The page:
Peter Campus : isthmos : August 25 - September 30
notes on digital landscape:
1. my digital camera is apart from me, different, a tool. its images are different from my own experiences. it is important not to recreate my experience.
2. the camera adds to my experience by showing something i could not have seen, or known in any other way.
3. i bring my camera to a location, one that is in harmony with my intensions. i am there, in that place, looking for an image that reverberates inside and out. i am looking for a work that is in balance physically and mentally, emotionally and spiritually.
4. the camera takes a sliver of the landscape, a small bit of time, a restricted field of view. the images imply what is outside, but must express what is within its boundary. the camera is foveal, set within the larger field. it is selective and simplified.
5. my camera's view is different than mine. it is rigid, compared to the constant motion of my eye. it is passive, and simply records what appears in front of it.
6. i stand lost in that momentary landscape, looking through the camera, moving it this way and that. looking again, moving again, until it is right.
7. my fixed leica lenses are perfect for the long island light. i compose for image and set various parameters, then leave the digital camera in place to receive data. a chunk of durational space.
8. 24 images per second, 1/1200 of a second exposure. each frame is distinct, discontinuous. a bird jerks from still frame to still frame until it passes out of the field. i am in the present, at that place, a little distant from my camera.
9. i wait. i can relax into my separate awareness of the land.
10. i know the land here, and the light. i have swum in the ocean and the bay. i have walked the dunes and the beach. i have seen a solar eclipse here. my comprehension of its infinity is part of my life.
11. in my workroom i am surrounded by screens: the tower screen for working on my videos, and the screen fed by the video player showing its final state.
12. the images from my camera are displaced to here. they have been extracted much like a core sample from the earth, to be looked at, to be studied. my first job is to sort out which images sing. this can take months, to let my understanding of them evolve.
13. in the end the video is displaced to an exhibition, a gallery, someone's home. it is away from me. it belongs to others, and their own perceptual distortions and interpretations. i can only hope they don't vary too far from my own.
-Peter Campus, 2014
An artist talk will be held Wednesday, Aug. 27, at 6 p.m. in the Delkin Recital Hall located in the Vivian Bull Music Center. A reception for Campus will follow in the Linfield Gallery.
The show, which features Campus’ latest single channel videos, will be his first solo exhibition on the West Coast. Eight videos, all from 2012 - 2013, will run concurrently on separate screens throughout the gallery.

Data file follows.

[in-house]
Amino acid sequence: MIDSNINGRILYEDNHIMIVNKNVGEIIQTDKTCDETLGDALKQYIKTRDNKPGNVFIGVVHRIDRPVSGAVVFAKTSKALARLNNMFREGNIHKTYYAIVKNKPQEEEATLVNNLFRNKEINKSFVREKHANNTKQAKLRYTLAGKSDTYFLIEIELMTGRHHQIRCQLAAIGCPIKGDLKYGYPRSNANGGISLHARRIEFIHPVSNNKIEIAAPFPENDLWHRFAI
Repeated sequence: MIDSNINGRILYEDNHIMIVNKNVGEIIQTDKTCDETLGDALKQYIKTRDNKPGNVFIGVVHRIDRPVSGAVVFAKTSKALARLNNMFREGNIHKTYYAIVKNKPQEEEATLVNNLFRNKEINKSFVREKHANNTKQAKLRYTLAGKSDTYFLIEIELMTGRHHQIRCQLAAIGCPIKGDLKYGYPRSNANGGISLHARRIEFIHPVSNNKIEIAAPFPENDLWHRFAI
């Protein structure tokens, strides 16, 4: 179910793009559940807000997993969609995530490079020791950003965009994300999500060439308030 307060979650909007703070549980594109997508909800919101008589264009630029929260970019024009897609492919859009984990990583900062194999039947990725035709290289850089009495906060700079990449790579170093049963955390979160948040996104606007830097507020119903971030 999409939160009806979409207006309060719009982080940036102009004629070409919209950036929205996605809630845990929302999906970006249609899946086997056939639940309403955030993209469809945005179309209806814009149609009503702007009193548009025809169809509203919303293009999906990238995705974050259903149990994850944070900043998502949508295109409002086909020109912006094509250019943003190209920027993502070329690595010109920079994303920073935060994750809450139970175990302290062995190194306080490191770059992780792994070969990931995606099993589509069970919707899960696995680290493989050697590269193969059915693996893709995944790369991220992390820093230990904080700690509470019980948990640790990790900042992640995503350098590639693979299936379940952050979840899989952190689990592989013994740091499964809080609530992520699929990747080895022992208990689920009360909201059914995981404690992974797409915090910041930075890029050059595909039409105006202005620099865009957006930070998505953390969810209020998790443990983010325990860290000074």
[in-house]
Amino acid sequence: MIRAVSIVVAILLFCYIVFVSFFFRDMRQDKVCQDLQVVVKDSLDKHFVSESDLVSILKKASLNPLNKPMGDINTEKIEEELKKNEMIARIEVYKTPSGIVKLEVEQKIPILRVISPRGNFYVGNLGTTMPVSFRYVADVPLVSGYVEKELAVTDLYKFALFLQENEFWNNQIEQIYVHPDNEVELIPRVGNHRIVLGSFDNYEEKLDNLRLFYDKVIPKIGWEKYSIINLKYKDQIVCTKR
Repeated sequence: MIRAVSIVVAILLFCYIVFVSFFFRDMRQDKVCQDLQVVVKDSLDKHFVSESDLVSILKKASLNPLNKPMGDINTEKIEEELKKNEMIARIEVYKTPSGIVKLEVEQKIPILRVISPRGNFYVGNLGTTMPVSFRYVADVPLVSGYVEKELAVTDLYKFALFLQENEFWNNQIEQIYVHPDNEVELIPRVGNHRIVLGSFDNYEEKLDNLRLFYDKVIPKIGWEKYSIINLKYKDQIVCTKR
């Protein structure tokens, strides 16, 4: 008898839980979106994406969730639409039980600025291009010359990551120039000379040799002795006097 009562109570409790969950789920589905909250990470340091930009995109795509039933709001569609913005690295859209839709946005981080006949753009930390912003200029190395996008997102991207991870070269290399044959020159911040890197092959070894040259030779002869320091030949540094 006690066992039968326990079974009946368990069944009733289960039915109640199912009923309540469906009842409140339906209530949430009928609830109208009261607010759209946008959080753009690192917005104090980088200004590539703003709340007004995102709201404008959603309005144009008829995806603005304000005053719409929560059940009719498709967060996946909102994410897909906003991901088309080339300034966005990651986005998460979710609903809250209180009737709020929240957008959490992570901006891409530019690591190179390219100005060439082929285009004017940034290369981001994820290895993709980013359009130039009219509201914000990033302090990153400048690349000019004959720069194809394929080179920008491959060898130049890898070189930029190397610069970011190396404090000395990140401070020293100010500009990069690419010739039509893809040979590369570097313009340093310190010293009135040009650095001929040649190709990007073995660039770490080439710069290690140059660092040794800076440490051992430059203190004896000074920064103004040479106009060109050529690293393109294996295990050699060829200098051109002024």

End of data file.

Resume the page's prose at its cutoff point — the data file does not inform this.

Campus is widely considered a seminal figure in the history of video and new media art, and one of the very first to pick up a video camera and create art. He is known for his interactive and single-channel video work of the early 1970s, along with an extensive body of photographic and digital video works to the present day. He is known for his contribution to the transformation of video art into an accepted fine art medium. Campus has also worked with photography and computer imaging, focusing on the subject of nature and the exterior.
Campus' newest video works are increasingly abstract and gloriously hued. Pieces combine colors and loosely structured forms with a brilliant saturation and pixelation that could only be achieved in the digital era. Continually interested in cognitive psychology and perception, Campus explores the gap between what we see, what the camera records and what we imagine a landscape to be.
Since 1972, Campus has had over 40 solo exhibitions, including shows at the Museum of Modern Art and the Whitney Museum in New York City. His works are part of numerous collections including Museum of Modern Art, New York; Guggenheim Museum, New York; Reina Sofia, Madrid; Centre Pompidou, Paris; Centro Cultural de Arte Contemporáneo, Mexico City; and others.
He holds degrees from Ohio State University and the City College Film Institute. He has held fellowships from John Simon Guggenheim, National Endowment for the Arts and the Center for Advanced Visual Studies at the Massachusetts Institute of Technology.
Peter Campus is represented by Cristin Tierney Gallery.
546 West 29th Street, New York, NY 10001
The exhibit is sponsored by the Lacroute Arts Fund, the Linfield Gallery, and the Department of Art and Visual Culture.
The Gallery will be closed on September 1 in honor of Labor Day.
*Image Courtesy of the Artist and Cristin Tierney Gallery
red crane (still), High definition digital video. 49:26 minutes, Edition of 5
Exhibitions of regional, national and international stature are on view throughout the academic year in the 1,500 square foot space at Linfield College. Patrons can expect challenging shows that exemplify diverse approaches to the practice of contemporary visual art. Exhibits are organized by Linfield Gallery Curator and Director Cris Moss.All exhibits are free and open to the public. Gallery hours are Monday through Friday from 9 a.m. to 5 p.m., and Saturday from noon to 5 p.m. The gallery is located in the James Miller Fine Arts Center on the Linfield College campus (map). Ample parking is free. For more information, call (503) 883-2804.